Gone are the days of established nations mercilessly crushing the minnows at World Cups, the gap between the established elite and smaller nations is shrinking every tournament as the globalisation of football, shared knowledge and greater resources are helping the minnows catch up.
Results like Hungary 10-1 El Salvador, seen at Spain in 1982, or Russia 6-1 Cameroon, at USA 1994, are things of the past. However, it’s unlikely 2018 will bear witness to Pele’s great proclamation of an African team lifting the trophy â€“ which was supposed to happen before 2000.
But that’s not to say some of the less-recognisable teams can’t leave an imprint on Russia. Our friends at Football Whispers have identified five underdogs capable of pulling off a shock at the World Cup.
Under normal circumstances the Atlas Lions would be entering this World Cup with no aspirations beyond beating Iran in their Group B opener on Friday and targeting third place. But these are far from normal circumstances, following the utterly bizarre events around Spain’s preparation.
What was a simple scenario of Spain and Portugal battling it out for first and second has become significantly more complicated after the sacking of Real Madrid-bound Julen Lopetegui and hurried appointment of Fernando Hierro as replacement.
Spain could rally and still emerge as group winners. They do, after all, have a monstrously good side but what has happened will surely have some affect and has given the other two teams in the group more than a glimmer of hope.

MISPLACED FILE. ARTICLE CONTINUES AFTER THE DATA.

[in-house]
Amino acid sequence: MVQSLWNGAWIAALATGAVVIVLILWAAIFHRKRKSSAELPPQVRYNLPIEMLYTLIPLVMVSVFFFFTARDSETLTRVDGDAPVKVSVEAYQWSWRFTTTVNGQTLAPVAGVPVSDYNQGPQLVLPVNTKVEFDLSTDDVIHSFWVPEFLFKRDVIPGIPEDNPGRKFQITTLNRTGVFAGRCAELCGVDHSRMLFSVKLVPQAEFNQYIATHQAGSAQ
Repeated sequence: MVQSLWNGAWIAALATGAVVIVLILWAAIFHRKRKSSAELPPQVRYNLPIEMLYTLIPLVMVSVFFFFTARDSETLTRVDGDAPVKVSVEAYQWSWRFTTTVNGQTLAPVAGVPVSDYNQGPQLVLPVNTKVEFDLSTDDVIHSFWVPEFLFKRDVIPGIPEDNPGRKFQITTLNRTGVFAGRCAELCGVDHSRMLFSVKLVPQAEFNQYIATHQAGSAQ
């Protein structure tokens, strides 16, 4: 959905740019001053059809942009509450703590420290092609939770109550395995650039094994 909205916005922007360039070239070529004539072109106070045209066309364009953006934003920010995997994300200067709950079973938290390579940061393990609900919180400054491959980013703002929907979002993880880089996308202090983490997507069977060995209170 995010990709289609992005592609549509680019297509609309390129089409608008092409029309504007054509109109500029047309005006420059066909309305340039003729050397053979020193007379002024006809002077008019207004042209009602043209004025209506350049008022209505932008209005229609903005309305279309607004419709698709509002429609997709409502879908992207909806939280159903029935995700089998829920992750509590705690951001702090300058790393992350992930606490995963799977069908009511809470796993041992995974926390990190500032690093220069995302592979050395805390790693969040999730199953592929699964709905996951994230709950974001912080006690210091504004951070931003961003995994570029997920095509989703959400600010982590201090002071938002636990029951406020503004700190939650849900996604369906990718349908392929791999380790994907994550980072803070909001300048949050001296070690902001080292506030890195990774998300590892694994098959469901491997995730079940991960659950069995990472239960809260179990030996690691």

Iran are a solid and competitive side who are blessed with a few bright attacking players but Morocco could set the tournament alight and dazzle, not only in their performances but by reaching the last 16.
In Hakim Ziyech and Younes Belhanda they have two prestigiously gifted playmakers capable of creating magic from mud, with the former destined for a move to one of Europe’s major leagues after this tournament following an outstanding season with Ajax.
But to progress they’ll also need to maintain their defensive structure, especially against Spain and the Portuguese. In qualifying Morocco recorded six clean sheets in the final group stage and only five teams in the world allowed the opposition fewer scoring attempts per match (6.37).
And Football Whispers’ exclusive Team Persona radar (above), which uses data from qualifying to show teams’ characteristics, depicts a side who tend to play long balls while dominating with shots.
Calling such a collection of talented players ‘underdogs’ may be a little unfair but, in truth, Serbia have never made any real impact at an international tournament since declaring independence from Montenegro as a team in 2006.